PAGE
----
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Linebacker Dillon Bates glad to follow famous father’s footsteps at Tennessee

Football has always been a big deal in the Bill Bates household.

Bill Bates was a star at Farragut High School and the University of Tennessee. He helped the Dallas Cowboys win three Super Bowls during a 15-year career as a special teams demon and reserve defensive back.

Two of the Bates’ triplets played college ball, Hunter at Northwestern and Graham at Arkansas State.

Then along came Dillon Bates, the biggest, fastest and most athletic of the sons.

Dillon was the only one offered by Tennessee and the only one to sign with the Vols.

“My parents never pressured me into going to Tennessee,” said Dillon, a junior outside linebacker. “They wanted me to get every experience I could at every college and make my own decision.

“Being here at Tennessee, to have a family here and just having our history here, it felt most comfortable, and that was an easy decision.”

It was certainly an easy decision for Bates to play football.

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“It was just an awesome experience to be around the game at so young of an age, to be able to learn the game,” Dillon said. “I remember getting to run around the Cowboys’ football facility in my dad’s coaching days after he was done playing, and being around all those great players and great names.”

Not to mention older brothers playing high school football with Tim Tebow.

Who was his favorite Cowboy?

“Emmitt Smith,” Dillon said, “He’s the greatest running back of all time. You can’t hate him. Jason Witten is also a great guy, a VFL. There are just so many names in the Cowboys organization, great people, great football players.”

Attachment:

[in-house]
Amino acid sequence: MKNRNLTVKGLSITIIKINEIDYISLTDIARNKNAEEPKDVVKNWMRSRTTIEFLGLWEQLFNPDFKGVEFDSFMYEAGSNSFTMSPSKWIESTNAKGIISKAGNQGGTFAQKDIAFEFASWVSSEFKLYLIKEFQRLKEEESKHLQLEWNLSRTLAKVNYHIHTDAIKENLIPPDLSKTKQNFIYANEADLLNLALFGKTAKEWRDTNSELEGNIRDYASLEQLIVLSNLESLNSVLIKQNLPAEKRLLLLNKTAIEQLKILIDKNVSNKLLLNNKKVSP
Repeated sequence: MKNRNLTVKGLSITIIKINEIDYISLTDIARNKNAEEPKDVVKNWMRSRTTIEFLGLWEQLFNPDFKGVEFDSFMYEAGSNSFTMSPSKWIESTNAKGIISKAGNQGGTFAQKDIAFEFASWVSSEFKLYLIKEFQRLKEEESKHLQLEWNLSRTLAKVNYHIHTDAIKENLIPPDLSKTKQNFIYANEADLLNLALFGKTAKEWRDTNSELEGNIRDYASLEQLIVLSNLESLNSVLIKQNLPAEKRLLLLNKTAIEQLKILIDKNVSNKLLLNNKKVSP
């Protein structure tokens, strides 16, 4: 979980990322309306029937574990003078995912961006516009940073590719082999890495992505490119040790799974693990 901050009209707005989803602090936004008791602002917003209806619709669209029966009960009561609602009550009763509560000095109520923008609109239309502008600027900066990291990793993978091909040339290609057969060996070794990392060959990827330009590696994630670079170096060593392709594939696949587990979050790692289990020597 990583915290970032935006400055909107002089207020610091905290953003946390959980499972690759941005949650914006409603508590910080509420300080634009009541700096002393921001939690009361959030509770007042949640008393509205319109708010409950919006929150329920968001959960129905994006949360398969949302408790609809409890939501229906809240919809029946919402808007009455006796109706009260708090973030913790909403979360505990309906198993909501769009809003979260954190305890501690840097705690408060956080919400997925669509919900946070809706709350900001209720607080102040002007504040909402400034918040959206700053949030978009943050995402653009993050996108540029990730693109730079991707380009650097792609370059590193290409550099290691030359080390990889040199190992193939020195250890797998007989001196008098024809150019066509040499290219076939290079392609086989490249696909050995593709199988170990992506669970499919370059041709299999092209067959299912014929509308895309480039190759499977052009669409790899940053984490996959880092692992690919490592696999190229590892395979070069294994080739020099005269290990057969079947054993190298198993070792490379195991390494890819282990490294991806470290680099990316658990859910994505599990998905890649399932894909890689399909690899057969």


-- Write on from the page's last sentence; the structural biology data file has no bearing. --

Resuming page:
Against that backdrop, Dillon said there wasn’t pressure to play football.

“I played every sport imaginable,” Dillon said. “My parents never really forced me into playing football. I just kind of naturally fell in love with the game.”

Dillon also played basketball, baseball and lacrosse.

“My parents told me I didn’t have to stick to football,” Dillon said, “just play any sport you want and once you feel like a sport is feeling good to you in high school, you need to stick to that. Football just came kind of naturally, I guess.”

Bill Bates was not only a fan favorite at Tennessee, but a fan favorite among Cowboys. Some considered Bill too small and too slow to play in the NFL. But he was a terror on special teams, being named NFL special teams player on the year in 1983. He had 676 tackles, 18 sacks and 14 interceptions.

And, of course, he has those three Super Bowl rings.

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“There’s always been a little pressure to follow in my dad’s footsteps,” Dillon said. “But they (parents) made it real easy on me and just tried to show a lot of love and be the best parents they could be and never really say football is it.

“There’s more to life than just football. There’s a lot of things I need to do to prepare myself for, for life after football, and I’ve felt they’ve done a really good job in preparing me for that and not pressuring me into being the best football player I could be. I’m blessed to have them as parents.”

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